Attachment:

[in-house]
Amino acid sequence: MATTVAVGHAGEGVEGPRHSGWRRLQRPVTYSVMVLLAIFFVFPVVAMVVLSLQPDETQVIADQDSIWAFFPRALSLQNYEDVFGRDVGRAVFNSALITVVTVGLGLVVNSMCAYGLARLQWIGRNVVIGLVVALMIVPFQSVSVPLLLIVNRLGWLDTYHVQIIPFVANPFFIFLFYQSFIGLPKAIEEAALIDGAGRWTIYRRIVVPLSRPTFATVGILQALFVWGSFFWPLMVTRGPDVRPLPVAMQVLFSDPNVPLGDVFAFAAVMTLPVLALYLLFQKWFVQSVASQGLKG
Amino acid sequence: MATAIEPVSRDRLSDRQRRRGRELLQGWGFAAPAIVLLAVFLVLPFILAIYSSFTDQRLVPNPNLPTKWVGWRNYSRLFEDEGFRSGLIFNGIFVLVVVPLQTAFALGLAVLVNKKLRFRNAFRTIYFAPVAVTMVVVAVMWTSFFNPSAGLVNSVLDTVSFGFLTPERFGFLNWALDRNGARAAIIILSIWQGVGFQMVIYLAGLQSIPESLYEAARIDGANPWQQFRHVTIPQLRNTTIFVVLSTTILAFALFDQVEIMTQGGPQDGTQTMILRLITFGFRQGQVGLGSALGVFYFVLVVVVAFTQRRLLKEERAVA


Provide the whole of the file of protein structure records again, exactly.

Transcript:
[in-house]
Amino acid sequence: MATTVAVGHAGEGVEGPRHSGWRRLQRPVTYSVMVLLAIFFVFPVVAMVVLSLQPDETQVIADQDSIWAFFPRALSLQNYEDVFGRDVGRAVFNSALITVVTVGLGLVVNSMCAYGLARLQWIGRNVVIGLVVALMIVPFQSVSVPLLLIVNRLGWLDTYHVQIIPFVANPFFIFLFYQSFIGLPKAIEEAALIDGAGRWTIYRRIVVPLSRPTFATVGILQALFVWGSFFWPLMVTRGPDVRPLPVAMQVLFSDPNVPLGDVFAFAAVMTLPVLALYLLFQKWFVQSVASQGLKG
Amino acid sequence: MATAIEPVSRDRLSDRQRRRGRELLQGWGFAAPAIVLLAVFLVLPFILAIYSSFTDQRLVPNPNLPTKWVGWRNYSRLFEDEGFRSGLIFNGIFVLVVVPLQTAFALGLAVLVNKKLRFRNAFRTIYFAPVAVTMVVVAVMWTSFFNPSAGLVNSVLDTVSFGFLTPERFGFLNWALDRNGARAAIIILSIWQGVGFQMVIYLAGLQSIPESLYEAARIDGANPWQQFRHVTIPQLRNTTIFVVLSTTILAFALFDQVEIMTQGGPQDGTQTMILRLITFGFRQGQVGLGSALGVFYFVLVVVVAFTQRRLLKEERAVA